Hope you’re ready to get dirty, because in this blog we’re getting in the weeds to teach you everything you need to know about UTM parameters.
UTM stands for “Urchin Tracking Module”, which is a bit of unique code appended to a website URL. That code can send information back to Google Analytics so you can figure out precisely how each visitor ended up on your page.
If you’re not familiar with them already, you’ve probably seen them in your address bar after clicking a link in an email or an ad on Google or Facebook:
Any company that wants to make the most of its digital marketing dollars needs to make decisions based on data, not on a hunch. Looking at metrics like what drives traffic to your site, who’s clicking on what ads, and what’s keeping users from converting are all critical to optimizing your content, emails, advertisements, social media posts, and more.
At BKMedia Group, we enlist a whole toolbox of analytics software to help our clients figure out which part of their strategy is working, and what needs work. Tools like Google Analytics, SEMRush, HotJar, and more are all a part of our daily workflow.
When used effectively, these tools can greatly improve the success of any digital marketing campaign.
Of course, these tools are only as good as the people using them. In Google Analytics, this means understanding how to tag your traffic with UTM parameters.
The way you do that is by properly defining and utilizing your UTM parameters across your marketing channels.
While Google Analytics is able to read some basic information from untagged traffic, you can organize and control your data much better by appending UTM tags to your links.
UTMs provide information about a site visit based on each user’s individual activity. Google Analytics code can read the UTM parameters you’ve specified and organize your site visits to tell you all sorts of information about where your hits are coming from.
Imagine you’re about to share and promote a blog post from your website on Facebook. By adding a unique UTM tag to the end of the URL of the promoted link, you can easily find out how many visits to that blog came from either the organic or the paid post. Without UTM parameters, Google Analytics would group them together.
But that’s just the tip of the UTM iceberg.
UTM has five parameters you can make use of:
The specific value that you set each parameter to is called a tag. Now let’s look at how to make the most of each of the UTM tags.
If you don’t tag your URLs at all, then Google Analytics can only extract very limited data about your traffic. Non-tagged traffic will generally let you know the source of a visit and that’s about it. That’s helpful but it’s a far cry from the data you could be getting.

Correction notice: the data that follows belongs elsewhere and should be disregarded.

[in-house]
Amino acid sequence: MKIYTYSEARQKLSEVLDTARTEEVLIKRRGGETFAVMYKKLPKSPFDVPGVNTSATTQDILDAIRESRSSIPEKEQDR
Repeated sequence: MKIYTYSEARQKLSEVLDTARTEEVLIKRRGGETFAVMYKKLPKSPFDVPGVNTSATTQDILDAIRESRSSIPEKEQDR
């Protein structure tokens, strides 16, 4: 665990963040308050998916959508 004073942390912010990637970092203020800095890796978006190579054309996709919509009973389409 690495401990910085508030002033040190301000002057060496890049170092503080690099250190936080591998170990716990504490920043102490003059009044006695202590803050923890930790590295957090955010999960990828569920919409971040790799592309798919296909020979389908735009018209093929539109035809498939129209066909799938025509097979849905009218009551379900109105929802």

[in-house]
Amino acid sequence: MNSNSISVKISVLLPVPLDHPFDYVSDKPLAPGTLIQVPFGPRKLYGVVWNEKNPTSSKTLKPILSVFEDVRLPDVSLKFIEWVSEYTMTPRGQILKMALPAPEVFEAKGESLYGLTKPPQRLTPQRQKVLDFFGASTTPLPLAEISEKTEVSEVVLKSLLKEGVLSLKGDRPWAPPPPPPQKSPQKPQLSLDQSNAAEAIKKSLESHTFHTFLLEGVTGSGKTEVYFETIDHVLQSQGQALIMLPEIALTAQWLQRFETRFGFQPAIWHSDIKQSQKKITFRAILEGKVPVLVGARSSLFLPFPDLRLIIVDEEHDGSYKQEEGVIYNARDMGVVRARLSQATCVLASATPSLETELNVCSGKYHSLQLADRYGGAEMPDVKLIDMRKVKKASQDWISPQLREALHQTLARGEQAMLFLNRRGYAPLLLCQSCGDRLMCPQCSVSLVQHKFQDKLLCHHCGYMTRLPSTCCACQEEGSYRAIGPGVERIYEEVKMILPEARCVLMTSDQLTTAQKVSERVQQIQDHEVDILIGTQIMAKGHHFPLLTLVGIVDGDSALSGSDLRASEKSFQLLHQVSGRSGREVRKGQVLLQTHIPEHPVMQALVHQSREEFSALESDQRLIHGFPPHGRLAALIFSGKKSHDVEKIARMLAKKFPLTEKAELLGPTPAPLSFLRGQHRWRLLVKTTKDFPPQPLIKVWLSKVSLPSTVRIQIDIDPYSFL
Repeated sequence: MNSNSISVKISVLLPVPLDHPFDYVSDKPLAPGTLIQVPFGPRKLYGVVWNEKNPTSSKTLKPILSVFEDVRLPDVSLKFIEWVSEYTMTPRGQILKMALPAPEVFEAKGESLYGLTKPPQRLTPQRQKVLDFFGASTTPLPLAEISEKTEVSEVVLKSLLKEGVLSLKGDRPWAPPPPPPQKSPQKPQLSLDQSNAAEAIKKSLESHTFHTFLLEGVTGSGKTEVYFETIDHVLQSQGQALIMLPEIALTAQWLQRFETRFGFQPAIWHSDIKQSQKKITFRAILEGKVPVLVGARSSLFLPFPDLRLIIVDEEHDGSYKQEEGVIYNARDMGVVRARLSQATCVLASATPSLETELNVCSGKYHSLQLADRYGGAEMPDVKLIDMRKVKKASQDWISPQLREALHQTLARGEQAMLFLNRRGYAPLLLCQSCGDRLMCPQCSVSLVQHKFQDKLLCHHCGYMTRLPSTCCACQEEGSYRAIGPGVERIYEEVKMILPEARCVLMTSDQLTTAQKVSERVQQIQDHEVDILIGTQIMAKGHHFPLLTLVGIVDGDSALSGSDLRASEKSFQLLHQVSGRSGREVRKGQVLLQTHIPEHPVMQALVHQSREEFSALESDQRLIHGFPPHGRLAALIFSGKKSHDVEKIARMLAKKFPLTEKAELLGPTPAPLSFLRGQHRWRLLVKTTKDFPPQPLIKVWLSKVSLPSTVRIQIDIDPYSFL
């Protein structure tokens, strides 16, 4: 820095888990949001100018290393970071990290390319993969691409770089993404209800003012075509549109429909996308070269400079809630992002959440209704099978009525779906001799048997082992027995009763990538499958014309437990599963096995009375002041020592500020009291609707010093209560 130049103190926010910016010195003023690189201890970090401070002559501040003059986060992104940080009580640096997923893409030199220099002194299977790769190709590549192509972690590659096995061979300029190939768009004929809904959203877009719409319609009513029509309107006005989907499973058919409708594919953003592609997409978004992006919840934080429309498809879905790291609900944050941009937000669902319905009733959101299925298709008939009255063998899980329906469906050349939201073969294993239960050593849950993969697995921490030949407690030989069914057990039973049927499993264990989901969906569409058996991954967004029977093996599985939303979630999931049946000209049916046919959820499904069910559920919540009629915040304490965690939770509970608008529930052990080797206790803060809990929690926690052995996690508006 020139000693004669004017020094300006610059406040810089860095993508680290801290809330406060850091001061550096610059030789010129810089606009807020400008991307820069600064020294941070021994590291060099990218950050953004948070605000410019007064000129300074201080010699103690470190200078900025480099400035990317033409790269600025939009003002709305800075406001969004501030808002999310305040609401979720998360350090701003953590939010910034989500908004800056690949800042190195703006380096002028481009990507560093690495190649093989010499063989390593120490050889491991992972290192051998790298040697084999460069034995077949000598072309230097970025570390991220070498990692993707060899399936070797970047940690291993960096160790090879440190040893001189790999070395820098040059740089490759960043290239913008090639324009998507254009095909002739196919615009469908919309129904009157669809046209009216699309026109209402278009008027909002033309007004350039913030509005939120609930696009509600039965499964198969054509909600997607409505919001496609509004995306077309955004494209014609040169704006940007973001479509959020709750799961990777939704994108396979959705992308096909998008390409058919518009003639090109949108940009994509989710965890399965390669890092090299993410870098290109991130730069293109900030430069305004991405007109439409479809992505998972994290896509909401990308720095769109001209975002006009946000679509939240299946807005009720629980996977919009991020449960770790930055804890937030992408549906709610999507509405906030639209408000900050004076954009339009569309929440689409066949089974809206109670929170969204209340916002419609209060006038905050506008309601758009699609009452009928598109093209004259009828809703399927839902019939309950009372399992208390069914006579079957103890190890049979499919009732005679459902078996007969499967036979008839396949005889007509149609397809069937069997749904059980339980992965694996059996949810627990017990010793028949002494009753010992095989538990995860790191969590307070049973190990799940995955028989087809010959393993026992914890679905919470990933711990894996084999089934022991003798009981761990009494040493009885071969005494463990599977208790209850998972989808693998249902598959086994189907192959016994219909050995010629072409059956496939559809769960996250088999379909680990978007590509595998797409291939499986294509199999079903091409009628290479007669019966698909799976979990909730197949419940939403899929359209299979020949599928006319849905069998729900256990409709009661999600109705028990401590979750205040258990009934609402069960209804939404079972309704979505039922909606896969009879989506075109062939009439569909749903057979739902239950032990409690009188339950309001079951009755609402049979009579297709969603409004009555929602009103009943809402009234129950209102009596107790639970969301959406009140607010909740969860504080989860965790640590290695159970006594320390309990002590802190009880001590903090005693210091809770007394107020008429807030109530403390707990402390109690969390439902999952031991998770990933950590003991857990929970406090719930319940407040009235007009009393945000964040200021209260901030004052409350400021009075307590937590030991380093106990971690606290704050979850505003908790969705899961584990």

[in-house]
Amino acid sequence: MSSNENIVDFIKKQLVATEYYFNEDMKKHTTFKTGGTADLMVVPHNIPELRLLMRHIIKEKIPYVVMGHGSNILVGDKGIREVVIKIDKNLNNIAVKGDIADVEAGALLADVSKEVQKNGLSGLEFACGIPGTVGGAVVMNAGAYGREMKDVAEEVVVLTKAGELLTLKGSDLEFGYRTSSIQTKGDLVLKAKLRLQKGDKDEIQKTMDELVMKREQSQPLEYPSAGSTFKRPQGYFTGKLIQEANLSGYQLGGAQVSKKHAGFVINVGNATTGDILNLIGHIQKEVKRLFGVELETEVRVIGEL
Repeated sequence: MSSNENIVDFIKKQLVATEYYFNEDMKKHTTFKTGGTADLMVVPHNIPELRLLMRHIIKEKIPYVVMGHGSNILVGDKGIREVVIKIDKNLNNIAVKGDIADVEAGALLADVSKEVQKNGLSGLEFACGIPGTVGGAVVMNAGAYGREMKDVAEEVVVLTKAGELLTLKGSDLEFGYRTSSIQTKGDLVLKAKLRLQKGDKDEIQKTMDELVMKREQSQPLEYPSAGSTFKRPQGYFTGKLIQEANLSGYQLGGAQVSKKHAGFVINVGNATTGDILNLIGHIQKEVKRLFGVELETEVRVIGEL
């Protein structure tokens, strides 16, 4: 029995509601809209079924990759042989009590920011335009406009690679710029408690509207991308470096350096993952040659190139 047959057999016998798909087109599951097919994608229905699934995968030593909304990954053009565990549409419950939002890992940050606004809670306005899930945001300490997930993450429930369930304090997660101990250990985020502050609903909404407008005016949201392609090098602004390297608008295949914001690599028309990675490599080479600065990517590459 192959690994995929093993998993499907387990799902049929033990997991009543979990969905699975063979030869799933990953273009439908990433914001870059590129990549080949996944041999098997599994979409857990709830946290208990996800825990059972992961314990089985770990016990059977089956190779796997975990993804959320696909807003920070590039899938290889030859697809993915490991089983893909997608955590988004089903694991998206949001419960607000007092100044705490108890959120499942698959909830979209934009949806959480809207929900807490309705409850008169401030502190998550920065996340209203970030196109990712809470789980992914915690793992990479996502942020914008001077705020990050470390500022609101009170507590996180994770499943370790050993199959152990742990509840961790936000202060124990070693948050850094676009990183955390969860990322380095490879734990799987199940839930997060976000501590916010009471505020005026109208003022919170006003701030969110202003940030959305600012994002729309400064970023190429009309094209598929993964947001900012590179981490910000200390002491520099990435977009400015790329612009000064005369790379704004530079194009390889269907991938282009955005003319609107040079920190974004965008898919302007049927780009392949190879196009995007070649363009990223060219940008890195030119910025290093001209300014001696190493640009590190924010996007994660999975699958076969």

Of course, you can’t tag all traffic. Some rando could link to your product page in their own personal Tumblr post. Although this is awesome, you’re stuck with whatever Google Analytics can tell you because you don’t control the link on Tumblr.
But when you share URLs yourself—for use on your site, different social media platforms, or in emails, videos, or ads—you can (and should) tag them accordingly.
A tagged URL will look something like this:
The ‘?’ denotes that you are going to define UTM parameters. You can then define each parameter in any order by typing the parameter name followed by “=” followed by a tag.
After a tag, type “&” to specify that you want to define another parameter. Remember, if you’re tagging a URL with UTM parameters, the only one that you must define is utm_source. The others are optional.
So, what tags should you use for each parameter? Let’s look a bit closer at each parameter and appropriate tagging options.
When using UTM, you must define utm_source.
For example, every time you are going to post a link to Facebook, whether it’s on your newsfeed or in an ad, you can define utm_source=facebook.com.
Note that utm_source can be used for more than just websites. For example, if you’re creating links for an email campaign, utm_medium will tell you that your traffic is coming from an email, and utm_campaign will tell you which general campaign the visit is associated with. In this case, you can use utm_source to tell you a bit more about which specific email group the traffic is coming from.
Say you do one email blast to your subscribers on the East Coast, and another to your subscribers in the Midwest. It’s all part of the same campaign, but perhaps you use slightly different language or imagery for the two sub-groups of recipients. Setting utm_source=eastcoast-customers or utm_source=midwest-customers could be a creative use of this parameter.